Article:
Not Safe For Work is a standard warning we all receive. Even when we plead to be dropped from a dirty joke distribution list, the bad jokes never end. Besides off-color jokes, the NSFW label sometimes announces the delivery of a rant full of expletives about a politician or a wrong that is occurring somewhere in the world. There is not a shortage of rants or wrongs or expletives. But now, when it comes to those rants full of curses, I am wondering what is safe for work and whether NSFW even matters.

Lately, I’ve heard major network announcers use an expletive that precedes the word “hole” or “house”, depending on what was heard. Some pundits seem to say the words with glee. Other words that my mother would call curses have crept into daily language. Bob Sutton, a professor at Stanford developed an entire movement centered on a curse word. When he wrote, “The No A—hole Rule”, it was adopted by organizations large and small. We all know what the concept means.  Are these words offensive? Depends on who you ask.

What are the new rules when it comes to curse words? (For example, I am editing out curses so that LinkedIn will print this post.) If a network announcer can use that word on television, why can’t I use it in the conference room? Sometimes a curse can really save a lot of time when it comes to language.

If everyone else on the team curses, does that make it ok? What if the customer curses, should we curse back? Are there appropriate substitutes for curses that still convey the sentiment, like “Shut the front door!” What if the name of the entire company is based on a thinly veiled curse?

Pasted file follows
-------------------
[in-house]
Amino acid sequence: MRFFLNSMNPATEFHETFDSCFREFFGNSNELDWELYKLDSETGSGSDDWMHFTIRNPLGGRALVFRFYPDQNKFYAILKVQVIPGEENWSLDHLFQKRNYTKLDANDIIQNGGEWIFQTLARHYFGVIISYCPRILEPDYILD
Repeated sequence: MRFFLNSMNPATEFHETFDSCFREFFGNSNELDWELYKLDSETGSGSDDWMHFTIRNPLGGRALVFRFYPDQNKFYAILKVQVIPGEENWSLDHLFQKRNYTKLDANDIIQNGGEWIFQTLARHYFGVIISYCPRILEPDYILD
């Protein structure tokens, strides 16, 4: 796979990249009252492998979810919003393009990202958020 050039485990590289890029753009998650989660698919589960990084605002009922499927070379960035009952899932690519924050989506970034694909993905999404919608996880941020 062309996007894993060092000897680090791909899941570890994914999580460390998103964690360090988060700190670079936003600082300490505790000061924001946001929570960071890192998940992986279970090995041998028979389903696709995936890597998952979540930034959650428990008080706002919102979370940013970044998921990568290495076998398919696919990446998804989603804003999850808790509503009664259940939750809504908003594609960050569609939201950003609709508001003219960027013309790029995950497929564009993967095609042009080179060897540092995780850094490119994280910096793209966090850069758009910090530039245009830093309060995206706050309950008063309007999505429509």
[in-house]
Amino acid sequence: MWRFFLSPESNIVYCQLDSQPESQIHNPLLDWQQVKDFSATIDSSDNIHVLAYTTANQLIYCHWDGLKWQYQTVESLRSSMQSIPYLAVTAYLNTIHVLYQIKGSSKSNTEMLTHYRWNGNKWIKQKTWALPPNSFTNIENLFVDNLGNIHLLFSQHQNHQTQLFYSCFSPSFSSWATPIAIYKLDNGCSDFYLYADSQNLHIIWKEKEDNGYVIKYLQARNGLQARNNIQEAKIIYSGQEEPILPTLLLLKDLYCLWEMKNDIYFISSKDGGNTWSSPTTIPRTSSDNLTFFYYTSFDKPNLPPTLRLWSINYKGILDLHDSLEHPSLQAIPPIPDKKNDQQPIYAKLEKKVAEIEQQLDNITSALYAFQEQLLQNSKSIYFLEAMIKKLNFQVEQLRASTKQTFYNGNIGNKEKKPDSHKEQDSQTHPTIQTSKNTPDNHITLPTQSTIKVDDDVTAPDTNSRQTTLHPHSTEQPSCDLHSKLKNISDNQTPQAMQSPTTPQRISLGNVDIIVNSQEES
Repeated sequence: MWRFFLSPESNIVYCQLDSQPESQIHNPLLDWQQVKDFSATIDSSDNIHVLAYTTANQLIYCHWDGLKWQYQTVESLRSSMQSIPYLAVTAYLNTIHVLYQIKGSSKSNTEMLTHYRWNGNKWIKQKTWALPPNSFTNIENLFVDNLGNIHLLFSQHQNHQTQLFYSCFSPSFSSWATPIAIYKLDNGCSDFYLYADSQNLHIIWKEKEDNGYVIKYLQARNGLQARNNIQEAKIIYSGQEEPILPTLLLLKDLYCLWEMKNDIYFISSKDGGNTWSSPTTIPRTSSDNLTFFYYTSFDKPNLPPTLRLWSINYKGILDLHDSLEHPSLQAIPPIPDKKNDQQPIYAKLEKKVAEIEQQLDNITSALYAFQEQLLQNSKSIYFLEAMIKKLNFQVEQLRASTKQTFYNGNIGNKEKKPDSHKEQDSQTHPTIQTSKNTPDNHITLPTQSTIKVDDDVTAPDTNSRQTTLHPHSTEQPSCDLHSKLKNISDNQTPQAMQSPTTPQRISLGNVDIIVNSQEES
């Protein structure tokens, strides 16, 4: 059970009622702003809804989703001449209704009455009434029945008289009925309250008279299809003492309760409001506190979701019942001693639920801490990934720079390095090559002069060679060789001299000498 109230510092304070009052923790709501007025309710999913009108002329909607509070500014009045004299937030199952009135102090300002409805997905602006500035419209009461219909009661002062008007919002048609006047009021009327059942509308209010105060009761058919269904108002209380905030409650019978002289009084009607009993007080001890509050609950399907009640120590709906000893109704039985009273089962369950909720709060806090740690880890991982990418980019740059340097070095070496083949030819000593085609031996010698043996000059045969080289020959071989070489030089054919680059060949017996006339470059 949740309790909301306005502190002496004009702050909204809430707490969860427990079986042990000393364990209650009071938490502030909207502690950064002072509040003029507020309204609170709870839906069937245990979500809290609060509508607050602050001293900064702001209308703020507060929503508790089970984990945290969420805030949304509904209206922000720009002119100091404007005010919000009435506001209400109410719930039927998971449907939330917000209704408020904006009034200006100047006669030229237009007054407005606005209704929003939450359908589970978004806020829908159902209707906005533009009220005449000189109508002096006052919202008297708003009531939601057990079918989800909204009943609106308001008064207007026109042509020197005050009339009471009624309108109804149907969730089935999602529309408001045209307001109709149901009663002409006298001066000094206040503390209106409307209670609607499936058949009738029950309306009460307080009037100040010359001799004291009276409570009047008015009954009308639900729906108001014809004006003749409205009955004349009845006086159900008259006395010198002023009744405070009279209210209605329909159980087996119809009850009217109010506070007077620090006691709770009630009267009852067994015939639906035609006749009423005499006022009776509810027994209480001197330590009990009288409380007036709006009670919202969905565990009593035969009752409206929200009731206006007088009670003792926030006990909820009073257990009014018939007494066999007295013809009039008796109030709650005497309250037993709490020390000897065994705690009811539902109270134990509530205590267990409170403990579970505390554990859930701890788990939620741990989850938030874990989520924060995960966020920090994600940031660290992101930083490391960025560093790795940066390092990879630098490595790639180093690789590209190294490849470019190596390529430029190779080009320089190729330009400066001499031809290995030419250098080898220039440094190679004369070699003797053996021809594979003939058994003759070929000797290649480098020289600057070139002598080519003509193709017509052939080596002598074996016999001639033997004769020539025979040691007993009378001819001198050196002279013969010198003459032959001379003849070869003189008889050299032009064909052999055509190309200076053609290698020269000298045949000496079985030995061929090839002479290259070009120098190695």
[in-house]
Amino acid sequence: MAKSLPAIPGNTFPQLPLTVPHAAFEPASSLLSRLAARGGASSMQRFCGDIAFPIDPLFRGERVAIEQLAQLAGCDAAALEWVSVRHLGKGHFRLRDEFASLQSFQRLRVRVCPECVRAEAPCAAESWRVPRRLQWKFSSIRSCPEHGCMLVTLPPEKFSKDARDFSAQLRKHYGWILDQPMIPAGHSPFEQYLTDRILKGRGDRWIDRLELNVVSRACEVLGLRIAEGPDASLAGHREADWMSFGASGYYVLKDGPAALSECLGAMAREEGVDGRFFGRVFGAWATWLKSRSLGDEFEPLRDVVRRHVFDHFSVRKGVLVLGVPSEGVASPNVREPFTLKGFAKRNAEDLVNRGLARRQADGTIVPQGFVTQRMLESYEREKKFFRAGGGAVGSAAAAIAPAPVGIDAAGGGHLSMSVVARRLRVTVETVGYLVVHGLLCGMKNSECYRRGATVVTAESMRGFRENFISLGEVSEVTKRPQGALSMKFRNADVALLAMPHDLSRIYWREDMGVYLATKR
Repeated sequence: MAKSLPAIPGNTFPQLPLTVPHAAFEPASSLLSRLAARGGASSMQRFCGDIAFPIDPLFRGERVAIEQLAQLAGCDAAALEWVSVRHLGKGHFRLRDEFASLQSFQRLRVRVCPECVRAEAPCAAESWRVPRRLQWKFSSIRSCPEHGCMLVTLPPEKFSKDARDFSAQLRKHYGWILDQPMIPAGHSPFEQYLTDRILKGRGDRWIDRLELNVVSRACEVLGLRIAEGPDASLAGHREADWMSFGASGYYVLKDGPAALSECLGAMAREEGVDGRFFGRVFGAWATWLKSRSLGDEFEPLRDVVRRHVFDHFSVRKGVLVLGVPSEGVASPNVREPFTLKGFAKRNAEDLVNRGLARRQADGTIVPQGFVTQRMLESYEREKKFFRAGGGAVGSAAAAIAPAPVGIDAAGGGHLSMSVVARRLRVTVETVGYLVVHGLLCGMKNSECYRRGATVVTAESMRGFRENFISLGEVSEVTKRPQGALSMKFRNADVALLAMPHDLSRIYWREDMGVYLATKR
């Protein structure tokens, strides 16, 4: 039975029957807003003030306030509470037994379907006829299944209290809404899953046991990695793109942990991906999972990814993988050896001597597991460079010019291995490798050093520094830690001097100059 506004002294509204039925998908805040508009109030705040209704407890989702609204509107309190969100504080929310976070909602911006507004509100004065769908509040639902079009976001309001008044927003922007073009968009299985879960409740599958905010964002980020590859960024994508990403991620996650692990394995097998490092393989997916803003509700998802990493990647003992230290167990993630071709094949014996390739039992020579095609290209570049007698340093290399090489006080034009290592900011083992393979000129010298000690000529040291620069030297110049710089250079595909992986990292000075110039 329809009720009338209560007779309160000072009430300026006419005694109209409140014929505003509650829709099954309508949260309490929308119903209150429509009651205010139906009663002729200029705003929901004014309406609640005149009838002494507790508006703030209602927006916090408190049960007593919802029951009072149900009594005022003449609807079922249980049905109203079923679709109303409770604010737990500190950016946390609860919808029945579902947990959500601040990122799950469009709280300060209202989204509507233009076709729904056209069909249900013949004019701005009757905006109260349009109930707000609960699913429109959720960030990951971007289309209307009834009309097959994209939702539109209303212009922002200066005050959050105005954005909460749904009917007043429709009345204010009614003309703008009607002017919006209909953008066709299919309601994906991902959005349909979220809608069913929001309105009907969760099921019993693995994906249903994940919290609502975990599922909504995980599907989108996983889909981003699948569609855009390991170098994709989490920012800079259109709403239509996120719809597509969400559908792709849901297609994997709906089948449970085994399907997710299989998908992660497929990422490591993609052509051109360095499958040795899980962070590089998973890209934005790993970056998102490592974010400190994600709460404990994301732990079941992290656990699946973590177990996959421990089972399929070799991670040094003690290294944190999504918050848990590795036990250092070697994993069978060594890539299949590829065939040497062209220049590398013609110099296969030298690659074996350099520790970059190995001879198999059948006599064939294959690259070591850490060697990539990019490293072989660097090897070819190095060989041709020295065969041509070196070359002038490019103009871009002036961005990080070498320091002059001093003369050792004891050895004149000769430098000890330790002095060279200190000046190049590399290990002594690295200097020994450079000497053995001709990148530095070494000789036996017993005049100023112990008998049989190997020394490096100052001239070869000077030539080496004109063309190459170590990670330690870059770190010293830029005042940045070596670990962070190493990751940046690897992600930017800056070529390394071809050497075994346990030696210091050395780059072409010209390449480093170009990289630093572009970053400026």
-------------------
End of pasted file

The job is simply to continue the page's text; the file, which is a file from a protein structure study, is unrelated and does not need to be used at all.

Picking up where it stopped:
Like almost everything in the workplace, the definition of acceptable language is changing. What is acceptable can be confusing and what was a curse ten years ago is now part of everyday business banter. NSFW might really describe what is safe for work today. The best rule is still the safe rule, pretend your Mom is in the room and use good judgment before you release the F-bombs. If your Mom curses like a sailor, you might want to pick another relative.

Woof Woof Woof – Three Reasons Why You Should Bring Your Dog to Work

Posted by Richard Moran.

Each time the subject of dogs in the workplace is broached, hate mail ensues. The record will show that I am not a big fan of dogs running around whilst you try to finish that spreadsheet analysis.  Keep in mind, I love dogs – dogs literally are man’s and woman’s best friends. But dogs and work is just not a combination that scales. It’s ok if you work from home and Fido is lovingly nestled at your feet. It’s another thing to have a hundred dogs jumping around the office eating your bagel and making a mess on the rug. But maybe I am wrong.  Maybe I changed my mind; I am not proud or always correct.  Maybe we should bring dogs to work. According to a big study from Uppsala University in Sweden, research shows that owning a dog is linked to a longer and healthier life and, to my mind, might improve a work culture.